Grassy Trail water project would be like finding new lake
During Tuesday's East Carbon City Council session a public hearing was conducted which could affect the city for decades to come.
Over the past several years, engineers and city officials have been working to get more water from the Grassy Trail Reservoir to the residents of East Carbon and Sunnyside. That work has finally borne fruit as the project is only one CIB funding session away from seeing the light of day.
At the public discussion, local officials and citizens heard from Johansen and Tuttle engineer Darrel Leemaster, who has been working on a water solution in the area for the past several years. Specifically, Leemaster discussed a joint Utah Permanent Community Impact Board (CIB) funding application from East Carbon and Sunnyside. The grant application, which requests $289,000, would allow the city to create a new water transmission line from Grassy Trail's diversion number two as well as perform several much needed upgrades to the area's water treatment facility.
According to Leemaster, a significant amount of water from the town's reservoir is being lost as it travels down from the mountain lake and into Sunnyside and East Carbon. While some water slipping away along the creek bed would be normal, the amount currently lost speaks to a larger problem.
"We fractured the ground badly when we were mining at Kaiser," said city council member David Maggio, who is also a retired coal miner. "The water floods into the mine after diversion number two."
The water which the city plans to collect is significant. According to city Mayor Orlando LaFontaine, the combined cities use approximately one million gallons of water per day. Diversion two has been calculated to produce around 300,000 gallons a day, accounting for a third of the cities' intake.
In addition to collecting the water and piping it to the treatment plant, Leemaster commented that his crew will also attempt to tie into an old 10 inch line at the site which may also provide the city with a secondary water source of raw water for irrigation or potential business needs.
"That line could also pick up all of the back wash water which is now flushed down the creek bed," said the engineer. "So that would provide even additional raw water for use."
As Leemaster finished his initial presentation, the council weighed in with their thoughts on the project.
"When I first took office, the city was just coming out of a drought cycle," said LaFontaine. "This project could eliminate those problems or at least provide some relief. Right now this is good water going to waste. This is an essential project."
The council as a whole spoke favorably about the project. However, the body did report that they felt better communication was needed between them and Sunnyside concerning the funding request.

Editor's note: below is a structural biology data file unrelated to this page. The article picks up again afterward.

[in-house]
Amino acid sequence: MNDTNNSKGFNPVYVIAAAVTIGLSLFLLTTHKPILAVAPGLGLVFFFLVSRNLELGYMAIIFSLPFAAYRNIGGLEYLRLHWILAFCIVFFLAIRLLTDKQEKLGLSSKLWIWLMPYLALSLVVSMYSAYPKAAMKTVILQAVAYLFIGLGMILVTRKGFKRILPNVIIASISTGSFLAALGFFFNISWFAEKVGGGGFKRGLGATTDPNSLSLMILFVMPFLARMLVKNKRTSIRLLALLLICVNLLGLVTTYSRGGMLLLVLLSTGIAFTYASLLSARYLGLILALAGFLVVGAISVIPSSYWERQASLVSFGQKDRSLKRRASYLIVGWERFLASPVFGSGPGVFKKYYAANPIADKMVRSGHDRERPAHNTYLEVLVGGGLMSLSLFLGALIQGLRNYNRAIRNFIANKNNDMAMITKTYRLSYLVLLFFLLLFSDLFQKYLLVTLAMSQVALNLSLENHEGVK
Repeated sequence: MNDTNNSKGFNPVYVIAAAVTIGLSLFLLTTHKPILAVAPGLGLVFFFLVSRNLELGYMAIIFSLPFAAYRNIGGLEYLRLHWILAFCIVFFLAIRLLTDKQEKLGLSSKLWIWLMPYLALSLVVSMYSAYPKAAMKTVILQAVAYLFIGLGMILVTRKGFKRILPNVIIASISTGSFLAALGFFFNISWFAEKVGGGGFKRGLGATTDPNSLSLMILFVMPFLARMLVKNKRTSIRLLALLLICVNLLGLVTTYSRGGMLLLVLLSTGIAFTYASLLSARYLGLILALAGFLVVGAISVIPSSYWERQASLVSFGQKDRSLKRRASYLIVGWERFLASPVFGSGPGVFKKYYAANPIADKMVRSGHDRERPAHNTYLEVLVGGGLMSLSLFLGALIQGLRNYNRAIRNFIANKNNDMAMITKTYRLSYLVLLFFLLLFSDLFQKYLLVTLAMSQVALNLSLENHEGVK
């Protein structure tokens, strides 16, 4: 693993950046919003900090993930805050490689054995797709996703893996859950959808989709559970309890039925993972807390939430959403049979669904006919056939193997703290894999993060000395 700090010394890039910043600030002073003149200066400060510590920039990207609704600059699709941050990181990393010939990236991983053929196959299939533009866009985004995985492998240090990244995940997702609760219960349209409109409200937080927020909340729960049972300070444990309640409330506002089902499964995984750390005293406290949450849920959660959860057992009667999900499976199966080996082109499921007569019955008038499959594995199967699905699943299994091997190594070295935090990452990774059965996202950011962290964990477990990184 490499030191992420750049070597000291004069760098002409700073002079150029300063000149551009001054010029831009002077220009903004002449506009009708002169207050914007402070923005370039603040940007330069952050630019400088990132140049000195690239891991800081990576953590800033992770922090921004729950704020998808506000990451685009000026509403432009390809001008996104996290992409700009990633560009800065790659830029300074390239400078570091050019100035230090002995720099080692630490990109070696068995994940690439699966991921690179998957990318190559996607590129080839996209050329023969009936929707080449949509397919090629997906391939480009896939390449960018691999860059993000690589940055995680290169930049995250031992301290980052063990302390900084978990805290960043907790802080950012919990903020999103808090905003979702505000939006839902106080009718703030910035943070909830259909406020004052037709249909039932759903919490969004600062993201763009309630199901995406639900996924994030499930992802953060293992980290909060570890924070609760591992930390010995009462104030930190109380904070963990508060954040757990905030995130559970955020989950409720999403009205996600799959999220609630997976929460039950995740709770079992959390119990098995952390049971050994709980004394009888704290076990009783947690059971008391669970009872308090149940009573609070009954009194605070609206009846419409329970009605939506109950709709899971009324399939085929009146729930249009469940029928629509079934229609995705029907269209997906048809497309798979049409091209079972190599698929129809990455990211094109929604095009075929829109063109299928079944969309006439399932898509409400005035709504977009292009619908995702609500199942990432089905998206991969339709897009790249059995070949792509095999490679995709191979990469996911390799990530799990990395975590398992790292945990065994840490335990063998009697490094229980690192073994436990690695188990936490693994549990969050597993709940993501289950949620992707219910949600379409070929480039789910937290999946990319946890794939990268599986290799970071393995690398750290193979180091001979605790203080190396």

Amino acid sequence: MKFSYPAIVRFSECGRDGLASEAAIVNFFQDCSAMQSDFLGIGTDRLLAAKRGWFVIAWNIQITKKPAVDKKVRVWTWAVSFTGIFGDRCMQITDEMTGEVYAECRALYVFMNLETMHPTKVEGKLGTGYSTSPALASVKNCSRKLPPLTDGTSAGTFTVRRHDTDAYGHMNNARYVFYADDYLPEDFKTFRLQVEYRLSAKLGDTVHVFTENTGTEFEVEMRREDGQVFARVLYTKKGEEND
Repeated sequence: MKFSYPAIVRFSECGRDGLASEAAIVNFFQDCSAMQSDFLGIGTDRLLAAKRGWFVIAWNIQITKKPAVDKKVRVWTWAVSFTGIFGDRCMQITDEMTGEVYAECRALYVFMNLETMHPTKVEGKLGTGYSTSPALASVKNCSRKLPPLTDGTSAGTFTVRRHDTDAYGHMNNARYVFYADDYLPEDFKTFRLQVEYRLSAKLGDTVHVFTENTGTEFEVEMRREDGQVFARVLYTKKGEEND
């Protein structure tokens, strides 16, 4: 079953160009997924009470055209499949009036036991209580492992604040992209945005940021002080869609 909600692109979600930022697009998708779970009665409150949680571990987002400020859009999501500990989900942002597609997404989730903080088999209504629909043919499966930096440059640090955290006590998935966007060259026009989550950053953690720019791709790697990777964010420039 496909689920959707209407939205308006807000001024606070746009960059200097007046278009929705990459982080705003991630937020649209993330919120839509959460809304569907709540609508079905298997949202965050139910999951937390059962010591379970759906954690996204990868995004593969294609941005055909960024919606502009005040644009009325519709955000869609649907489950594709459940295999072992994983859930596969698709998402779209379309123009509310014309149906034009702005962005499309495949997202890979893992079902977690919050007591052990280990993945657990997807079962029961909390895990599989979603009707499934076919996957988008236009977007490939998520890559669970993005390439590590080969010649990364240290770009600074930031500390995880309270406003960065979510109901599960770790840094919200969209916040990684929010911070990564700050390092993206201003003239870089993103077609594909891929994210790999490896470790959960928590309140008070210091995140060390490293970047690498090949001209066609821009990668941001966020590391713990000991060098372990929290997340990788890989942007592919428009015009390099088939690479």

"Sunnyside city has a new mayor since we started with this project," said council member Barbara Robinett. "I think we need to go up there and talk with Doug about this."
In response to Robinett's comments, Leemaster reported that his body had already made their report to Sunnyside and that the city did favor the project.
"We discussed the matter at length and while Mayor Parsons was a little discouraged by the fact that he had not been spoken to about the project, he was very much in favor," explained the Vernal engineer. "Their only request was that we sit down with Sunnyside Co-Gen and explain the process to them."
Ninety percent of Grassy Trail Reservoir's water reserve is owned by the two cities while Sunnyside Co-Gen owns 10 percent.
"This project is essential to everyone including the power plant. My main goal in this project is to get the water from diversion number two into the treatment plant. We have other plans for additional collection but this needs to be done now," said LaFontaine.
The second phase of the project will entail updating two of the city's water treatment units.
According to the engineer, the two older units have a flawed design which the manufacturer changed. This flaw causes a build up of particulate in the water which brings the water below safe drinking levels for a short time. This project will cost the city approximately $22,000 and Leemaster commented that even if the board denied their funding request the cities should pay for this repair on their own.
That point brought brought Leemaster to his only question of the officials.
"If the board tells you that they want you to take on this project through a loan, would you be willing to do that? You are pretty heavily in debt already but I just wanted to know if that was something you would consider. Sunnyside stated that they would not be interested in taking on a loan."
In response, council member Maggio reported that because they city had taken a loan for its cemetery project, the board might be more favorable toward a grant on the water project.
"That day $14 million was given in all out grants and we took a loan," said Maggio. "I think they will help with this one."
The project has been given a favorable rating from the Association of Local Governments and according to Leemaster, could see CIB funding as soon as August or September.
"If we don't have water, we can't have our homes here," concluded LaFontaine. "I consider this to be the most important project I have been a part of here in the city."